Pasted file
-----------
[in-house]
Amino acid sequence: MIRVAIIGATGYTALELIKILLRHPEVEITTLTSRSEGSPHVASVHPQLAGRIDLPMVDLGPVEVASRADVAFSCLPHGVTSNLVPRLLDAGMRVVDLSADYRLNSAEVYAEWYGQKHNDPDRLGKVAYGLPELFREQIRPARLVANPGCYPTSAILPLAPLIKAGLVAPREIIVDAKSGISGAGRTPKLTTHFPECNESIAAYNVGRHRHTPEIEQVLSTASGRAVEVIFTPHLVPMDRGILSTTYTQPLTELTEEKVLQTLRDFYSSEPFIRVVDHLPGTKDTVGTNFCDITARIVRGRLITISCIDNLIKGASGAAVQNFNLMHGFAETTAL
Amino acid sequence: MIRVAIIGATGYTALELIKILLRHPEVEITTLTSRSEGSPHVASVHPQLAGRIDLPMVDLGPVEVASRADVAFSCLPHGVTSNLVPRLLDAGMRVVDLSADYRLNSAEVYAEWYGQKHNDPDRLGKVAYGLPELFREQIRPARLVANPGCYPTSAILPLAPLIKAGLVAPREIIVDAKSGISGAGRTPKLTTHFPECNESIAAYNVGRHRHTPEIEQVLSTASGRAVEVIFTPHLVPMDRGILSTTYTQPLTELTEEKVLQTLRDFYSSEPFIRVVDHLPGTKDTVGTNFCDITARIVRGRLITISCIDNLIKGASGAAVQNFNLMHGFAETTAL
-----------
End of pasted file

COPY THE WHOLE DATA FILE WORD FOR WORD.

[in-house]
Amino acid sequence: MIRVAIIGATGYTALELIKILLRHPEVEITTLTSRSEGSPHVASVHPQLAGRIDLPMVDLGPVEVASRADVAFSCLPHGVTSNLVPRLLDAGMRVVDLSADYRLNSAEVYAEWYGQKHNDPDRLGKVAYGLPELFREQIRPARLVANPGCYPTSAILPLAPLIKAGLVAPREIIVDAKSGISGAGRTPKLTTHFPECNESIAAYNVGRHRHTPEIEQVLSTASGRAVEVIFTPHLVPMDRGILSTTYTQPLTELTEEKVLQTLRDFYSSEPFIRVVDHLPGTKDTVGTNFCDITARIVRGRLITISCIDNLIKGASGAAVQNFNLMHGFAETTAL
Amino acid sequence: MIRVAIIGATGYTALELIKILLRHPEVEITTLTSRSEGSPHVASVHPQLAGRIDLPMVDLGPVEVASRADVAFSCLPHGVTSNLVPRLLDAGMRVVDLSADYRLNSAEVYAEWYGQKHNDPDRLGKVAYGLPELFREQIRPARLVANPGCYPTSAILPLAPLIKAGLVAPREIIVDAKSGISGAGRTPKLTTHFPECNESIAAYNVGRHRHTPEIEQVLSTASGRAVEVIFTPHLVPMDRGILSTTYTQPLTELTEEKVLQTLRDFYSSEPFIRVVDHLPGTKDTVGTNFCDITARIVRGRLITISCIDNLIKGASGAAVQNFNLMHGFAETTAL